In the end, you have to kill the Neather. The puzzle content forces it, and even at the level of story, it’s arguably a necessary part of killing everything in the dungeon to fulfill Beethro’s contract with King Dugan. And it’s an uncomfortable moment, for several reasons. First, it’s clearly murder. The current version of the game muddies the distinction between murder and monster-slaying a bit by giving some of the goblins lines of dialogue, but generally speaking, you spend this game squishing mindless bugs, not people. Secondly, there’s some implication (in a post-game epilogue, although I think it might have been mentioned in the docs in earlier versions) that the Neather is actually King Dugan’s lost son, who crawled into the dungeon as an infant and was never seen again. So Dugan is unknowingly paying you to kill his own kin. Then there’s the business of Beethro’s nephew Halph, who shows up as an NPC in the sequels. Halph has an affinity for monsters: they don’t attack him, just as they don’t attack the Neather. I haven’t yet seen where they take this in The Second Sky, but there’s a strong implication that Halph is basically becoming a new Neather over the course of the next two games. If, to Beethro, Neathers are monsters, worthy only of slaughter, what does that mean for his own kin? Finally, just in case you’re not already thinking of this killing as a matter worth stopping to think about, the game goes and pops up a confirmation prompt when you try to kill the Neather. It’s not a real choice; you can’t finish the game without killing him. It just gives you pause and maybe makes you stop and look for another way, a way that involves sparing him and bringing him back to the surface with you. In which case you have to give up, tainting your victory with defeat.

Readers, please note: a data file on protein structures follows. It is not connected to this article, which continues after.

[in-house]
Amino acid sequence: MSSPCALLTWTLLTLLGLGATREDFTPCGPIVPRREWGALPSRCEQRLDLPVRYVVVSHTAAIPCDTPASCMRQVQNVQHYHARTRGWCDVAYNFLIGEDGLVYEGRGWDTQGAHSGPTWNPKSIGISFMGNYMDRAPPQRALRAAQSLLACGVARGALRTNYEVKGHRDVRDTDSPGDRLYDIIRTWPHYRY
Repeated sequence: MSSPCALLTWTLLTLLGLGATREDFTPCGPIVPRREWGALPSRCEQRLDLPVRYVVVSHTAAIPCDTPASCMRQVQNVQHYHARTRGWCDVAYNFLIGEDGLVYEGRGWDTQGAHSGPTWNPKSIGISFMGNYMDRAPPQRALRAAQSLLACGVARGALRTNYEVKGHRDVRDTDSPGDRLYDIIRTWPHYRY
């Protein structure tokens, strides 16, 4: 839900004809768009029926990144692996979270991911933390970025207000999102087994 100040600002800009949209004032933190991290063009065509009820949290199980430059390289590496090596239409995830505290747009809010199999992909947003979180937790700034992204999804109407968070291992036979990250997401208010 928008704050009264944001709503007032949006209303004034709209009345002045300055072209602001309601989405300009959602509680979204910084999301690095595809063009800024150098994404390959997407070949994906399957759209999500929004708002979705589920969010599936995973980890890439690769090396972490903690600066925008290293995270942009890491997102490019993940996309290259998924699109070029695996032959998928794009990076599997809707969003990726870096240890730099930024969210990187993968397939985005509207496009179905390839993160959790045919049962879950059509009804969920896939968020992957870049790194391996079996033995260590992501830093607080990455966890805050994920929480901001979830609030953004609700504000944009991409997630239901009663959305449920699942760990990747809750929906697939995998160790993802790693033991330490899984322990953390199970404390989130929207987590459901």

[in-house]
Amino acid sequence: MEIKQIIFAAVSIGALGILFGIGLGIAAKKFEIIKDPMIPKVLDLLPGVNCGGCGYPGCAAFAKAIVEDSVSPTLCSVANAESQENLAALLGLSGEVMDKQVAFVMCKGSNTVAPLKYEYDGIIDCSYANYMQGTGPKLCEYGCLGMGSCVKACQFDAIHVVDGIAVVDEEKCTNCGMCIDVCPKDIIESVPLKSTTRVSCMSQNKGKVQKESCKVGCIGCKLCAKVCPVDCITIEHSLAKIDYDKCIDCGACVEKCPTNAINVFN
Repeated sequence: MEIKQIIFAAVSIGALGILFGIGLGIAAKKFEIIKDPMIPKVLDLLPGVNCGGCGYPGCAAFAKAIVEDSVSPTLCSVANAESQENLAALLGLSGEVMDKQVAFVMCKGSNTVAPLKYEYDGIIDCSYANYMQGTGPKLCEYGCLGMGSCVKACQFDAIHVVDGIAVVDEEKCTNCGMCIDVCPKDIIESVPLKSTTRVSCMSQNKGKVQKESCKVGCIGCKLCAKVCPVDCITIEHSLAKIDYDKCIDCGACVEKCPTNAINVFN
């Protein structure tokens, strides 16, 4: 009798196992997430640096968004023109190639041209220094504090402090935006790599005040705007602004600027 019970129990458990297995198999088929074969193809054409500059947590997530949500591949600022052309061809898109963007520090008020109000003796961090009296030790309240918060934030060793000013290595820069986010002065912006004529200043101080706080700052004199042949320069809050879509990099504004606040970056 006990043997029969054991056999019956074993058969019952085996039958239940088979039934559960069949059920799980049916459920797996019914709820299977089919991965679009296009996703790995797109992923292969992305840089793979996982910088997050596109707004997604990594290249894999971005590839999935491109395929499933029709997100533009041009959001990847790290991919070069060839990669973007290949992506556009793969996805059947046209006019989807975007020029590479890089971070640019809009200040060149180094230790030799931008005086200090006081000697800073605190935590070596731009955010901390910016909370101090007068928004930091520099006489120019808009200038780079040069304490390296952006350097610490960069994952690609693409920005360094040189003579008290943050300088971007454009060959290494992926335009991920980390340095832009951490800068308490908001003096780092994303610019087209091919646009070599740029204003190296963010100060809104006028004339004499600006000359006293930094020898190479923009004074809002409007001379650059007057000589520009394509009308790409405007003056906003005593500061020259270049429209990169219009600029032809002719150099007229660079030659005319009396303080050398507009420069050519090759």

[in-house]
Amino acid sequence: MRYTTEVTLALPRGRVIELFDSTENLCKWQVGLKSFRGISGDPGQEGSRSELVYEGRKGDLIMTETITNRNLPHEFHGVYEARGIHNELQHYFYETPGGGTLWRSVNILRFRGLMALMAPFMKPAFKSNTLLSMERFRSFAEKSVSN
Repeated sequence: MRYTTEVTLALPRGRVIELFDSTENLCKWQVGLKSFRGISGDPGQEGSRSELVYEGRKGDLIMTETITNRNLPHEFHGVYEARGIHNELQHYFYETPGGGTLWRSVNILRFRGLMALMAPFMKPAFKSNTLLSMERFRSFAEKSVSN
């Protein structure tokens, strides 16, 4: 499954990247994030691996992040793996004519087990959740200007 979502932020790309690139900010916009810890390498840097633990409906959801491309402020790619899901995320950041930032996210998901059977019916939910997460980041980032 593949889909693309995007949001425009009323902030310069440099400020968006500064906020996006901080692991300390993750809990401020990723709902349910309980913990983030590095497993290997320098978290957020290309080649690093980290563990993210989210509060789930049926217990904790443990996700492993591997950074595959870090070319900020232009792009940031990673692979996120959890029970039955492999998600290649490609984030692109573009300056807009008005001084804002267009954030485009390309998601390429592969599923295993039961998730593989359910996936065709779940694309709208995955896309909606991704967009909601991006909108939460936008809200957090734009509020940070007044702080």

DROD: Brains

To be clear, even after King Dugan’s Dungeon establishes the pattern of theme levels, not every level is a theme level. There are still a few variety levels, where each room does something completely different. But on the levels where it goes for a theme, it goes hard. I’ve just been through a very strong example of this: floor 20, where the game introduces Brains.